Kwaxalanukwame’, Johnny Drabble, Dzawada’enuxw (Kingcome Inlet)
Owned by Johnny Drabble until its forced surrender to Indian Agent William Halliday on March 25, 1922. Halliday later displayed and photographed the seized pieces at the Parish Hall in Alert Bay. After doing an inventory, he crated the items in June, and at the end of September he shipped them to Edward Sapir at the National Museum of Man (now the Canadian Museum of History). They remained the property of the NMM until their repatriation by the U’mista and Nuyumbalees Cultural Societies in 1979. Later, the National Museum of Man hired George Hunt to record the history of the 20 coppers taken from Alert Bay. His account of this copper can be seen in the Winter 95 / Spring 96 issue of U'mista News.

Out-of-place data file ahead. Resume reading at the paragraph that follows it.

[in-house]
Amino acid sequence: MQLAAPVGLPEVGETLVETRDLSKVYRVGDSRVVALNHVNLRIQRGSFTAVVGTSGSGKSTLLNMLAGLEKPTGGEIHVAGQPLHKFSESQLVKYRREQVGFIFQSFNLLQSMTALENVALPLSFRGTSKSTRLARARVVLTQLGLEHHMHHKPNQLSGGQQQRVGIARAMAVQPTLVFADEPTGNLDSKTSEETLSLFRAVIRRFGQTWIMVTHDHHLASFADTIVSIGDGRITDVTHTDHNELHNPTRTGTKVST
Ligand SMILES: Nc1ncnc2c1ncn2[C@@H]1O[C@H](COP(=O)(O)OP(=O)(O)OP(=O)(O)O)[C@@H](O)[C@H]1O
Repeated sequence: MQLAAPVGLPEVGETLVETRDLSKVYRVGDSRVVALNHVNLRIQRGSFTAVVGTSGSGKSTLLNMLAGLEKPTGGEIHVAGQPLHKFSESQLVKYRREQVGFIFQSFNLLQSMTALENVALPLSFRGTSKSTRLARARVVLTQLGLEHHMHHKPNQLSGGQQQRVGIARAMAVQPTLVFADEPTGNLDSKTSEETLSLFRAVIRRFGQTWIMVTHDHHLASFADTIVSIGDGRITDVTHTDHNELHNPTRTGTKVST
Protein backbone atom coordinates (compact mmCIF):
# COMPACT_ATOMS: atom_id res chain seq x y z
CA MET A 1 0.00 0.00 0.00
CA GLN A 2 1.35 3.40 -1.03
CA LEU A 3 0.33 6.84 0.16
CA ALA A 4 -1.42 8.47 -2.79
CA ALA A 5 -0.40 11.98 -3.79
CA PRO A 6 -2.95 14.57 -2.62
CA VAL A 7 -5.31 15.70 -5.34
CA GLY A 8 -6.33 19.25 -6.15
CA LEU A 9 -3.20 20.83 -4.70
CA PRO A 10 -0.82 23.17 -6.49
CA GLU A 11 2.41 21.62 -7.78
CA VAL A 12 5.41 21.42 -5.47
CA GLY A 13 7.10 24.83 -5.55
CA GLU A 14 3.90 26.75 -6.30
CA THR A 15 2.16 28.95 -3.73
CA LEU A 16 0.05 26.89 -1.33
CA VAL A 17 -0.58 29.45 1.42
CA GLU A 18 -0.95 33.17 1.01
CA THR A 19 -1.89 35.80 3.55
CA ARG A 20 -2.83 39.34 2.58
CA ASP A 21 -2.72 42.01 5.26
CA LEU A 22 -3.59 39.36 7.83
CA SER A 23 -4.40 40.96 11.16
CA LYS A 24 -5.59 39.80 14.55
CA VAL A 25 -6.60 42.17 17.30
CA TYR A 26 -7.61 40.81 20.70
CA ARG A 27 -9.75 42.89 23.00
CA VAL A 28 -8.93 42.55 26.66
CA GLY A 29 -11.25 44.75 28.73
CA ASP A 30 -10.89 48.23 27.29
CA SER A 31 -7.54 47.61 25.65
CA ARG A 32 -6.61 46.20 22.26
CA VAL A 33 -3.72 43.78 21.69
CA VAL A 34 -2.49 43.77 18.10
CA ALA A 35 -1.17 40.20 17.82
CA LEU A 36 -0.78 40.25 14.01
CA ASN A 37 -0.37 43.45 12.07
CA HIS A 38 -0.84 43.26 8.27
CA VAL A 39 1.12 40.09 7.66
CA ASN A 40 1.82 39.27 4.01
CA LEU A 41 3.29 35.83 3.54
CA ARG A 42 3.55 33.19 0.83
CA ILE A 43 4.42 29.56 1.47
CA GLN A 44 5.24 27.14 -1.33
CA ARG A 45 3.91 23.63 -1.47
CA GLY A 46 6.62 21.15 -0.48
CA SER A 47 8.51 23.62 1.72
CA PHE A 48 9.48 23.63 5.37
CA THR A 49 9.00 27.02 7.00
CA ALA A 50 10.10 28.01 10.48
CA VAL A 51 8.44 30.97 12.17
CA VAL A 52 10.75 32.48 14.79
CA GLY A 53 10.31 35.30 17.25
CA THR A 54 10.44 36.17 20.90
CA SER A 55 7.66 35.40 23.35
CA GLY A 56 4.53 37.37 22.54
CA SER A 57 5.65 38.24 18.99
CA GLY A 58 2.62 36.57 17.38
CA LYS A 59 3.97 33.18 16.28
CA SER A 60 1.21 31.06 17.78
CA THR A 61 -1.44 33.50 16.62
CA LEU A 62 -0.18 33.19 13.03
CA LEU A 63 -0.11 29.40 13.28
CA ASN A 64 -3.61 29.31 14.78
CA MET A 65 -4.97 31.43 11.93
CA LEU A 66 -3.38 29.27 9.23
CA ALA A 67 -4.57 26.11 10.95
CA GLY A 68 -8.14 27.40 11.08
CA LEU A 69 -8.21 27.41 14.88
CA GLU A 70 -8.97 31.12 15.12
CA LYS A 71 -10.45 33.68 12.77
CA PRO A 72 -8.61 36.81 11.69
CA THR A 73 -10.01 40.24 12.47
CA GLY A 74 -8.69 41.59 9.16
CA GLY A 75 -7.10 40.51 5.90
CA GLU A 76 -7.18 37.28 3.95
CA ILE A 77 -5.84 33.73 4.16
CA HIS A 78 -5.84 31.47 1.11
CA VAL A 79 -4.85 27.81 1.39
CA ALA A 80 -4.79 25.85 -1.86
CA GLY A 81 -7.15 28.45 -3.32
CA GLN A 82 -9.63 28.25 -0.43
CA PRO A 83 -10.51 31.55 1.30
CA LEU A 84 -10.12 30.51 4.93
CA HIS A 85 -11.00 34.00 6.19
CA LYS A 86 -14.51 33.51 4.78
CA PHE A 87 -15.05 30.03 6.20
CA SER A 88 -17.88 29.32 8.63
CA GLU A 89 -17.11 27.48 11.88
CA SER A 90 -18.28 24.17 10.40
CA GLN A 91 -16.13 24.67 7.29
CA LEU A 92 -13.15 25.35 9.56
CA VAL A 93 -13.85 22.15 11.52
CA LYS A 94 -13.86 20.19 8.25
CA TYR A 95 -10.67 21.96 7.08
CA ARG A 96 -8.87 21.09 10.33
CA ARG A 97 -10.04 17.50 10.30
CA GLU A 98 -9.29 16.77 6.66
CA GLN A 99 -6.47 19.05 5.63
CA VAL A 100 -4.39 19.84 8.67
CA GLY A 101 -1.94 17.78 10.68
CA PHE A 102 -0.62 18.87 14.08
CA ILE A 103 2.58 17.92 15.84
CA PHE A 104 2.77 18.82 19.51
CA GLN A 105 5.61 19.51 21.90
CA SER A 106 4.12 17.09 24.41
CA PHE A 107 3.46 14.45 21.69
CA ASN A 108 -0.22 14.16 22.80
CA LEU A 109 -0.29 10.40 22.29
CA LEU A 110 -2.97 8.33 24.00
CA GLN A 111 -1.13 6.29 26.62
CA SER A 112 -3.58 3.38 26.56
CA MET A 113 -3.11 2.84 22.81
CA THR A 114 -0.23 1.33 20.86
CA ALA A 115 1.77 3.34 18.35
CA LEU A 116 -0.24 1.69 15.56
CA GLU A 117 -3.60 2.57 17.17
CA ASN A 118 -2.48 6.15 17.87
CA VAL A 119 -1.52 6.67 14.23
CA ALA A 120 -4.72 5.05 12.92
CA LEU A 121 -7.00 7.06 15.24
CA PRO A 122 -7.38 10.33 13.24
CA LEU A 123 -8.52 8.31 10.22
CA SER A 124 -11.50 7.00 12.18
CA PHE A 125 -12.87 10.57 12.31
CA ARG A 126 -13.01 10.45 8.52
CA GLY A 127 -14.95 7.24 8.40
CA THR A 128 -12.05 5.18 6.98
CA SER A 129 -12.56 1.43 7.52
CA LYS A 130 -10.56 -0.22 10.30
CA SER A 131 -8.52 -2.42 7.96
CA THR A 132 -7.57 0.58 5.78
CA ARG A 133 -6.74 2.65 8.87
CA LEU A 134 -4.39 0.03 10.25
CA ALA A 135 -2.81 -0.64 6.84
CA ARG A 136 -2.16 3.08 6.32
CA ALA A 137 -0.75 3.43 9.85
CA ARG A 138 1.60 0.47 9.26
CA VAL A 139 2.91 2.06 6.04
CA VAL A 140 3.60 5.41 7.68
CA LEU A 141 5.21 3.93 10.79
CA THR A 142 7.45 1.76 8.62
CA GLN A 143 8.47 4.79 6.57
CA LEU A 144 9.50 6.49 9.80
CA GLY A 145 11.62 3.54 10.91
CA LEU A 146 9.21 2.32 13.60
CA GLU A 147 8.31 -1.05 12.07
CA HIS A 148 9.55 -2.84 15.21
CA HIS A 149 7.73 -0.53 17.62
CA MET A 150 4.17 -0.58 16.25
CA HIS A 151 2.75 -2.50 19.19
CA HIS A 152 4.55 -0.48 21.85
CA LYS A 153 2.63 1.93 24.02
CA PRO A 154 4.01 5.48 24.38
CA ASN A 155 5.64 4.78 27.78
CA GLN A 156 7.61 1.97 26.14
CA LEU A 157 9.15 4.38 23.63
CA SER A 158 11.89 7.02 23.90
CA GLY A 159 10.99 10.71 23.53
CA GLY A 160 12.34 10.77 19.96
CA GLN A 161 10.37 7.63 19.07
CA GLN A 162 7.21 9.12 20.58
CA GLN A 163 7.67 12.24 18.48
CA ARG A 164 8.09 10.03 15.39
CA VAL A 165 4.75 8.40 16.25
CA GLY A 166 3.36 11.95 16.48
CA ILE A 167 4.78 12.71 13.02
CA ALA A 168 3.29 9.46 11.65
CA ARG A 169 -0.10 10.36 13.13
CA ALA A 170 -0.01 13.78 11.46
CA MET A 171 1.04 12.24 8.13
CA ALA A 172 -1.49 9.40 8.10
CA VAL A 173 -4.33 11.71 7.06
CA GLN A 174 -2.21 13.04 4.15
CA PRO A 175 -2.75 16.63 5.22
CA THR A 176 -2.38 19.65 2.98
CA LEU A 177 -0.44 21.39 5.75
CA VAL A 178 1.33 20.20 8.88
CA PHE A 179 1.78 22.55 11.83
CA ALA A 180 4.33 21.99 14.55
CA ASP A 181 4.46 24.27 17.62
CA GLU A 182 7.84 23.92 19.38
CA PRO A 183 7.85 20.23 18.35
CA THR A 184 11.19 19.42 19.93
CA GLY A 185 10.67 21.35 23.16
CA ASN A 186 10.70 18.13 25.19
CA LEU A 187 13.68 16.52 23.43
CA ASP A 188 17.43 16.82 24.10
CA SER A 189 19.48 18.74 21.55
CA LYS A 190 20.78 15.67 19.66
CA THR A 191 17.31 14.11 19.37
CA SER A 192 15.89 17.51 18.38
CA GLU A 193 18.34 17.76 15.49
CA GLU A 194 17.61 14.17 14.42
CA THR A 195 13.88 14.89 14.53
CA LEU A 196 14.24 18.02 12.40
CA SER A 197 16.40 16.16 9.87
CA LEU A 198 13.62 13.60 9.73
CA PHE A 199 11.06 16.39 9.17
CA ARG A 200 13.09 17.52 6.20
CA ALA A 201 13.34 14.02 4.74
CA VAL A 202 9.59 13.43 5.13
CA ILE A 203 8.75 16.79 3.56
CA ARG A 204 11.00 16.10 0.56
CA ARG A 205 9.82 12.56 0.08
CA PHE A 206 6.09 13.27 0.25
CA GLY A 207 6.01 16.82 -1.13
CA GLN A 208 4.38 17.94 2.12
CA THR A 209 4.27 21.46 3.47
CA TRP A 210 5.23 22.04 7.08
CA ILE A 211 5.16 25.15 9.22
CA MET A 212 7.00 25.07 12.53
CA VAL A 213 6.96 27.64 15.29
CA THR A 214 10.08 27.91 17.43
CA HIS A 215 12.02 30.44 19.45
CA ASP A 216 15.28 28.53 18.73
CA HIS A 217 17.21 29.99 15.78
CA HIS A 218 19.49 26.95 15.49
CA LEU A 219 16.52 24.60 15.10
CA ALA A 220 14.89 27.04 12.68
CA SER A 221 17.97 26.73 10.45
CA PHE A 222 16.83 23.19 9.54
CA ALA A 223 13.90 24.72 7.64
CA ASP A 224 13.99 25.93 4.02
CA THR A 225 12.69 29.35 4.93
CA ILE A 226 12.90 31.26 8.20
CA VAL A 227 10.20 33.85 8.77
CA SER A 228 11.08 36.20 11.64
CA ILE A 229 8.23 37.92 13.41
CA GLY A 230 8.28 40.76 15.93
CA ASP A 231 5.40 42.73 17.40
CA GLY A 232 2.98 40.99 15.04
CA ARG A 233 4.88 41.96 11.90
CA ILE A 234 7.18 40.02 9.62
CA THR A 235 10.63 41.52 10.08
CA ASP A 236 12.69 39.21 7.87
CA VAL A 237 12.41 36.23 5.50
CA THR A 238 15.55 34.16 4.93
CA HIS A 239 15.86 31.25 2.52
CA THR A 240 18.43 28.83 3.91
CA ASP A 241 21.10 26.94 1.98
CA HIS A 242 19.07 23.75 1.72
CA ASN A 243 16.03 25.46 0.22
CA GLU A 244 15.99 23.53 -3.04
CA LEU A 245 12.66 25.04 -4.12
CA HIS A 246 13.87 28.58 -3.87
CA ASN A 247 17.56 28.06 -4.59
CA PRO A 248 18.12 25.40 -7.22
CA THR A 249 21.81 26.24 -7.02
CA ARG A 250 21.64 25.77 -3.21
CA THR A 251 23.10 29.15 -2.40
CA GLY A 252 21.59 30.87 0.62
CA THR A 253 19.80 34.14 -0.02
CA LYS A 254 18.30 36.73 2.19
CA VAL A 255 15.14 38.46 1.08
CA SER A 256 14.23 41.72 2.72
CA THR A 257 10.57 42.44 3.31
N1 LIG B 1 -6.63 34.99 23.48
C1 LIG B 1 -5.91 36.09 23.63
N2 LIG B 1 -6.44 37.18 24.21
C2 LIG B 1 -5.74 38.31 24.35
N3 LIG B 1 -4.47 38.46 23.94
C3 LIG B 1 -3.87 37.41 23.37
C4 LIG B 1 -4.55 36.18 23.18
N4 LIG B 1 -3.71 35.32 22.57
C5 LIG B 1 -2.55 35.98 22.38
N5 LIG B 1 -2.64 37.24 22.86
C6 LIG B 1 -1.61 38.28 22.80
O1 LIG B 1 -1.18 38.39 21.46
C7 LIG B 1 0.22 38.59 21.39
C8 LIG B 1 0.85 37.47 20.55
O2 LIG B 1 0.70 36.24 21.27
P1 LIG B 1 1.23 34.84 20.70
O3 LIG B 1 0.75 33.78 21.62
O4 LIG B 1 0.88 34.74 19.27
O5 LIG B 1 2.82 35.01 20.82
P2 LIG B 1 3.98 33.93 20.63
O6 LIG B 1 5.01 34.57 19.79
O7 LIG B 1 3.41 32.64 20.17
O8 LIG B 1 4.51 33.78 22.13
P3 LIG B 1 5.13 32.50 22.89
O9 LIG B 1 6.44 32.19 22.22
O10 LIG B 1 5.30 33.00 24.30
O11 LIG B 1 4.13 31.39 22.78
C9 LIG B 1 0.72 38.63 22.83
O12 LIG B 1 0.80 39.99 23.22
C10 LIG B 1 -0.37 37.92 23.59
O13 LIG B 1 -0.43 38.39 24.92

Metal, Copper; Paint
31.0 cm x 21.0 cm
T´łakwamut - piece of copper belonging to Johnny Drabble of the Dzawada’enuxw. The name given for the copper is Mawak'a - Sea Lion in Awik'inuxw Rivers Inlet dialect. The value of Mawak'a is $3,000.00. This oddly-shaped copper fragment is from the upper right section that is usually the first piece chiseled off from a copper. Whether this piece carries the value given in its history by George Hunt is uncertain. Normally, the “T” or backbone of the copper carries the value and status of the copper after all pieces that can be broken are taken off. This copper fragment is made from several pieces of copper sheets soldered and riveted together. The piece has two or three layers of black and graphite paints covering the surface and the metal is etched into to reveal a crude design. The paint is so thick that it is flaking and chipping away. There appears to be white chalk used to redraw or outline what was the original design. A domed eye has been hammered out and a hole has been cut through the top layer of additional copper to allow the eye to peek through. The convex copper eye has eyelids on each end.